The Adventure of the Elected Man (or Holmes meets Spurgeon)

As I look back upon my life it is with great pleasure that I think about the good fortune I had being acquainted with one Sherlock Holmes. Not only because he was probably the greatest detective who ever lived but because he was among my dearest of friends. Life was never boring. We worked together on many cases and shared many adventures. Many of which you no doubt might be very familiar with, as I have taken up the task of writing up the more interesting of these paying attention to those that challenged Holmes great analytical skills and power of observation. However as I sit back and reflect I can’t help but recount some of the conversations and visitors we had in our apartment on Baker Street that did not make it into these various accounts.

Vanity Fair: Charles SpurgeonNot all our visitors came seeking Holmes involvement in solving some crime or predicament which they often brought with them. Some came just to talk.

One of the more interesting visits came early in our friendship when we had just met and started sharing an apartment. Our guest on that day was none other than Charles Spurgeon. Yes, the Charles Spurgeon, the very popular preacher at the Metropolitan Tabernacle, a large church in South London near the river Thames. It was approximately 10 km from our flat on Baker Street.

Do you find it surprising that Sherlock would entertain the Prince of Preachers. While not the most active of church-goers, Holmes was no stranger to God. Remember the account about the Blue Carbuncle when he sought to help Mr. Ryder remarking that he likely “saved his soul” by letting him go rather then letting him rot in prison. Or that episode with the Naval Treaty involving Percy Phelps. Holmes lost himself in the contemplation of a rose.

There is nothing in which deduction is so necessary as in religion,” said he, leaning with his back against the shutters. “It can be built up as an exact science by the reasoner. Our highest assurance of the goodness of Providence seems to me to rest in the flowers.”

That day that Spurgeon came to visit was a foggy, cold, Autumn day. It started with my being awakened by joyous shouts and a most offensive odor. The fire was already going in the fire place and the curtains were pulled back showing that that dawn was about ready to announce itself. I staggered into the room adjoining our sitting-room and found the culprit of both the noise and the smells. Holmes was hunched over a concoction of chemicals.

He had apparently spent the night working on one of his projects and his experiments had not left the sitting-room in any condition for visitors, let alone the distinguished preacher that Holmes informed was coming once he saw me standing there. I rushed to get dressed and be presentable and was enjoying a cup of tea when Mrs. Hudson rushed up the stairs to announce that we had a guest. Though my observation skills were nothing compared to my friend Holmes, even I could tell that she was bubbling over with excitement at having such a famous person arrive at the apartment.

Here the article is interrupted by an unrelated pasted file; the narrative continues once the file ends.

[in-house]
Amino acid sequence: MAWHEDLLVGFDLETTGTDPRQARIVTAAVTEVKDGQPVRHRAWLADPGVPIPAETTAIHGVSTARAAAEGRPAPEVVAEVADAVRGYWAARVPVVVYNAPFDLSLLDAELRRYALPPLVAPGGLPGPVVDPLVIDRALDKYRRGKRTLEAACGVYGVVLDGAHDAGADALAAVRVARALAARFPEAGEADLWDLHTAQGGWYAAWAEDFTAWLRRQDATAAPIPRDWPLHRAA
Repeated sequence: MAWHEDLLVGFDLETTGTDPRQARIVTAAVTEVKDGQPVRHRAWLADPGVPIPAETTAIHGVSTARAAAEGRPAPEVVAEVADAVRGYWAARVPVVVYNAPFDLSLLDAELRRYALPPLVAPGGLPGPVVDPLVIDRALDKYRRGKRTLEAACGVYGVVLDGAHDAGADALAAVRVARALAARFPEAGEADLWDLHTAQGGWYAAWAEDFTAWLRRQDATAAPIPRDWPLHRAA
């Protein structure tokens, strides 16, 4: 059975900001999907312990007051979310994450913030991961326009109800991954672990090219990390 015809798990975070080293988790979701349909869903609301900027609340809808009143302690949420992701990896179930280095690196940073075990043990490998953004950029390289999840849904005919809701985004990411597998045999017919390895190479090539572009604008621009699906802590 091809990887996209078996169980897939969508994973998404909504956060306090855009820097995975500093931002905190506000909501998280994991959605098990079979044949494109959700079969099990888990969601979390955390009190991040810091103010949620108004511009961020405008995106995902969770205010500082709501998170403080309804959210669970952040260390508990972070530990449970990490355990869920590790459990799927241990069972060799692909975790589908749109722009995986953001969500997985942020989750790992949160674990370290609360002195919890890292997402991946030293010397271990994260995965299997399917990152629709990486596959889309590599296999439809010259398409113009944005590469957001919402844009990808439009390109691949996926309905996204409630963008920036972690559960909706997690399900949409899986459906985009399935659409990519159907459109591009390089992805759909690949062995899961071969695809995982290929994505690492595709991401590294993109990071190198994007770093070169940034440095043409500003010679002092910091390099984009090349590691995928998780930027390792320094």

Moments later a middle aged, large man, with a good and neat appearance and a full beard entered. He was dressed well but not in a pompous or dandy way. His manners were humble and he showed much respect to Holmes and myself. After exchanging pleasantries Holmes offered him the chair closest to the fire that he might warm himself.

Holmes reached for his clay pipe, then offered his box of fine cigars to the man. The man reached for one and as he did Holmes with a twinkle in his eye remarked, “smoking to the glory of God”. The man paused with his hand hovering over the box then broke out into a grin.

“You caused quite the stir over these a few years back. And I imagine the issue is still not laid to rest for many.”, Holmes mused.

“Indeed!” remarked the man, “but I still contend that no Christian should bend to any Pharisaic system devised by man nor do anything in which he cannot glorify God. I bear no shame for my enjoying a cigar now and again. Why, even in the most common actions of life, like smoking tobacco, we may glorify our Creator”.

“You will get no complaint here”, Holmes remarked as he lit his pipe and offered the man a match. “Like you I enjoy a good smoke to sooth a weary brain or to relax and get the mind ready to tackle an analytical challenge. But, I do say, you really ought to coordinate your illustrations before inviting someone to join you in the pulpit”.

Changing the subject, our guest remarked, “Holmes, you have a most interesting profession”.

“I suppose that it is. I listen to a story, they listen to my comments, and then I pocket my fee. But in reality I am served well for I cannot live without brain-work. My mind,” he said, “rebels at stagnation. Give me problems to solve for what else is there to live for”?

It was after Holmes briefly touched on some of the cases he was engaged in that Spurgeon asked a most interesting question that set off an even more interesting discussion.

“As a man of reason and logic, how do you handle the great paradoxes we are confronted with in the Scriptures”?

Holmes folded his hands, closed his eyes, and leaned his head back. A most unusual behavior if one did not know him well. After some thought he leaned forward and asked, “How might you define a paradox”?

[To be continued…]


2 thoughts on “The Adventure of the Elected Man (or Holmes meets Spurgeon)

  1. Pingback: Noteworthy Links: April 2013 | Well Spent Journey

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